Tariff Case Darkens Prospects for U.S. Solar
Between raw material inflation, delayed deliveries and slow permitting, the U.S. solar industry was already starting the year with some speed bumps. Now, a tariff case has brought the industry to a halt.
On Sunday, a group of senators sent a letter to President Biden asking to speed up a solar tariff case that has prompted outcries from the industry. In late March, the Commerce Department started an investigation into whether Chinese solar producers are illegally circumventing solar tariffs by routing their operations through Cambodia, Thailand, Vietnam and Malaysia. The four countries made up at least 80% of U.S. solar imports in 2020, and because the vast majority of manufacturers in those countries are Chinese companies, the ruling would affect only slightly less than that percentage, according to
solar analyst at BloombergNEF. The trigger was a request from Auxin Solar, a small solar manufacturer based in California.
The U.S. already has among the most expensive solar photovoltaic modules in the world, and tariffs are the main reason,
equity analyst at Raymond James, notes in a recent report. Installing utility-scale photovoltaic solar in the U.S. is roughly 57% more expensive compared with Germany and nearly 70% costlier than China, according to data from the International Renewable Energy Agency. While the European Union ended tariffs on Chinese solar panels in 2018, the U.S. still has three tariffs in place that affect solar imports.
The earliest the preliminary ruling could come is late August, and the uncertainty has already stopped the solar industry in its tracks. More than four-fifths of those surveyed by industry trade group Solar Energy Industries Association said they received an indication that their module supply has been delayed or canceled. The industry has yet to work out how the tariff costs—if imposed—will be borne by different parties, so suppliers are reluctant to ship out modules in case buyers try to negotiate prices down once tariffs are imposed, notes Mr. Lezcano. Meanwhile, developers are likely to face delays negotiating power purchase agreements with utilities. SEIA has cut its solar-installation forecasts for 2022 and 2023 by 46%, or 24 gigawatts, more than the industry installed in 2021. That would follow a slower-than-expected growth last year, when new utility-scale solar capacity installations were roughly 23% below BloombergNEF forecasts, mainly due to supply-chain issues. The U.S. solar industry has found ways to grow despite tariffs, especially as prices for panels have fallen quickly, but this time the blow feels heavier given rising prices and supply-chain constraints.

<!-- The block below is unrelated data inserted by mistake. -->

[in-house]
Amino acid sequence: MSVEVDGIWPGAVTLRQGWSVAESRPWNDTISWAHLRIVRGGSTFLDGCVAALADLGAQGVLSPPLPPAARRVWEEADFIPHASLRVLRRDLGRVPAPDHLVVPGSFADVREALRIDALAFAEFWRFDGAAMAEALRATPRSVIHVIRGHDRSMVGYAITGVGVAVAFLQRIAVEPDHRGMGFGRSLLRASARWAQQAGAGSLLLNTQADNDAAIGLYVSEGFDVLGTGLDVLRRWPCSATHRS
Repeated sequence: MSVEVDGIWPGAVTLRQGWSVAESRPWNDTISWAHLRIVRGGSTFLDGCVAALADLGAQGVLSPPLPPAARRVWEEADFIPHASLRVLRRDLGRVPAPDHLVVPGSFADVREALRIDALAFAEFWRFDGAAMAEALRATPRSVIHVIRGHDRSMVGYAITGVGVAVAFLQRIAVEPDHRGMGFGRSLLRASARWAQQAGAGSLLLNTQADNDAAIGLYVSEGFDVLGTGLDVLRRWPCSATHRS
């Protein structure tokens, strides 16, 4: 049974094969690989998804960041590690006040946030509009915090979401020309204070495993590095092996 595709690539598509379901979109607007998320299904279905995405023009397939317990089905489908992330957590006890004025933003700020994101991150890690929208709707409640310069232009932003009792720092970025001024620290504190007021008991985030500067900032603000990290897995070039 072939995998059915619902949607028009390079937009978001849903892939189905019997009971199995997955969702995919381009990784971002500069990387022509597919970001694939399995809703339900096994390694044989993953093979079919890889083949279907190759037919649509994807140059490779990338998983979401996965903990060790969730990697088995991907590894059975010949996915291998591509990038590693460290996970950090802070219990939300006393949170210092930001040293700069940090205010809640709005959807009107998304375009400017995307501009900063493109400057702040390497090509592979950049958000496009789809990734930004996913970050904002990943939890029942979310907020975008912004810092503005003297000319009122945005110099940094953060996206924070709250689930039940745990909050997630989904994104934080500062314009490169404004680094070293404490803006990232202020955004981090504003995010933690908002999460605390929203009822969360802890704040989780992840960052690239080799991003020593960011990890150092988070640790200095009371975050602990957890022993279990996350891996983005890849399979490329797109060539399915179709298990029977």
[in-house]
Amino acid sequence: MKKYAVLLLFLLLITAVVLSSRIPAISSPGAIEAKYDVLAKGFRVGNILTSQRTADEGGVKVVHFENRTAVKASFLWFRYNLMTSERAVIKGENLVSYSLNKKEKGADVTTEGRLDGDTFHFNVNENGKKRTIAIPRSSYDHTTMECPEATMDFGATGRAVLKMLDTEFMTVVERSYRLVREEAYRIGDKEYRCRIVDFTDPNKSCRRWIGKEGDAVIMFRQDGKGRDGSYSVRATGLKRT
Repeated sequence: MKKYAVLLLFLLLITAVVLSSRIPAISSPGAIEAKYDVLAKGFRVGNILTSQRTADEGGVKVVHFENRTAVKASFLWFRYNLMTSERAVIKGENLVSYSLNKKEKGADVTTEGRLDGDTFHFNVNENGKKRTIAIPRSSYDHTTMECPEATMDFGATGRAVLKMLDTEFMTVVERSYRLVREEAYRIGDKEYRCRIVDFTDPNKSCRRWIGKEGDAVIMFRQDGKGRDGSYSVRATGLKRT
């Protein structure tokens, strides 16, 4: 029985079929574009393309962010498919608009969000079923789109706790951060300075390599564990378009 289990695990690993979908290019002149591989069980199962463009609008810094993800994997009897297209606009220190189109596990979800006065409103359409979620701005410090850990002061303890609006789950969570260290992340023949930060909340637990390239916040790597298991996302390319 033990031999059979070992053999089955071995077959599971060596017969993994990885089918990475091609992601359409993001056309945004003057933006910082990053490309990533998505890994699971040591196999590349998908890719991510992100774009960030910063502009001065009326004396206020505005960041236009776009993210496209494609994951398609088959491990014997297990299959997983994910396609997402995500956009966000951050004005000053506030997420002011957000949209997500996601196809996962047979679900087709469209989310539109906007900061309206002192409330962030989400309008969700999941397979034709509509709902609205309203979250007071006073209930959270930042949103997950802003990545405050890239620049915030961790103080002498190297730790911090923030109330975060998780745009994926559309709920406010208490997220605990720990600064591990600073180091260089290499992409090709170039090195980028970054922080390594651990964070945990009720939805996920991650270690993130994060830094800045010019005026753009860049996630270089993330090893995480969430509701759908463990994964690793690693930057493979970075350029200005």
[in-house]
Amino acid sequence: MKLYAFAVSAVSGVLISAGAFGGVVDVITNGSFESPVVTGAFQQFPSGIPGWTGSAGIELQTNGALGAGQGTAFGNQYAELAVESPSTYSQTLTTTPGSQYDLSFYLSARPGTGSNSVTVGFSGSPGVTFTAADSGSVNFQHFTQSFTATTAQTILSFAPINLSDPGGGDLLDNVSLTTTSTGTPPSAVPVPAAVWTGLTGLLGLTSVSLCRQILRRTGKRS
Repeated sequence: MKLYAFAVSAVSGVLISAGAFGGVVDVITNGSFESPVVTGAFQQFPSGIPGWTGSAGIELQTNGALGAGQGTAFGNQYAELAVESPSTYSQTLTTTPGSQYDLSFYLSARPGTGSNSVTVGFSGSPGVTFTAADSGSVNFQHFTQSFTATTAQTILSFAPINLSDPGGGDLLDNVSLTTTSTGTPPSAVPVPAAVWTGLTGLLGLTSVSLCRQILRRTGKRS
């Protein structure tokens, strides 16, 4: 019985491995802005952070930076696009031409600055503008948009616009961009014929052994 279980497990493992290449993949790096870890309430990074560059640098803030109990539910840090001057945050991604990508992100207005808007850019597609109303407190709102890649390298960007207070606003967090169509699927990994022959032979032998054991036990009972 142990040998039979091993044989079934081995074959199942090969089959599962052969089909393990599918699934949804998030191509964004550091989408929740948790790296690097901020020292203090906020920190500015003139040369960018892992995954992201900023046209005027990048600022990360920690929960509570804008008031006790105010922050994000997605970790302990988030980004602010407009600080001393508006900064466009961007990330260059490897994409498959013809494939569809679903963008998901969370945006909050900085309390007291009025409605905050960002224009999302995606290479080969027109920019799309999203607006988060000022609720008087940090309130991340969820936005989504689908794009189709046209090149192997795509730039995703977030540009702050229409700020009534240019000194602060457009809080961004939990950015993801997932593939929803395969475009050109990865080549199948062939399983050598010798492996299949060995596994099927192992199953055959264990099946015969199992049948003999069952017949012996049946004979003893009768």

On the surface, the argument that Chinese manufacturers have deliberately moved operations overseas to avoid U.S. tariffs looks like a thin one. As Mr. Molchanov notes, the U.S. simply isn’t that crucial for Chinese companies: The country made up roughly 10% of new solar photovoltaic installations on average in recent years. Investing billions to build manufacturing facilities in those outposts seems a steep cost for dodging U.S. duties. Cheaper labor seems a compelling enough reason.
How will the tariff ruling affect U.S. companies? If an additional tariff is imposed (theoretically, it could be up to 250% and apply retroactively), the biggest hits will be to U.S. companies that develop, own or operate utility-scale solar projects. That includes
one of the largest solar developers in the U.S. The company disclosed that as much as 2.8 gigawatts of solar and storage projects could shift from this year to next because of delays. The company’s stock price is down almost 17% since the tariff probe began. Others with exposure to utility-scale solar, including
Atlantica Sustainable Infrastructure
Brookfield Renewable Partners,
are all down by 10% to 15%. A much smaller list of U.S. companies stand to gain from a tariff ruling, including First Solar, the only domestic module manufacturer of scale.
It is anyone’s guess which way the Commerce Department will rule. Commerce Secretary
said at a Senate committee hearing last week that her “hands are very tied” when asked whether the agency could expedite the decision. Mr. Lezcano of BloombergNEF notes that the deliberation will be made by a “group of trade lawyers that are working in deep isolation from politics.”
Until this cloud over the industry clears, it is a bit early for bargain hunters to come out of the shadows.
Write to Jinjoo Lee at email@example.com
Copyright ©2022 Dow Jones & Company, Inc. All Rights Reserved. 87990cbe856818d5eddac44c7b1cdeb8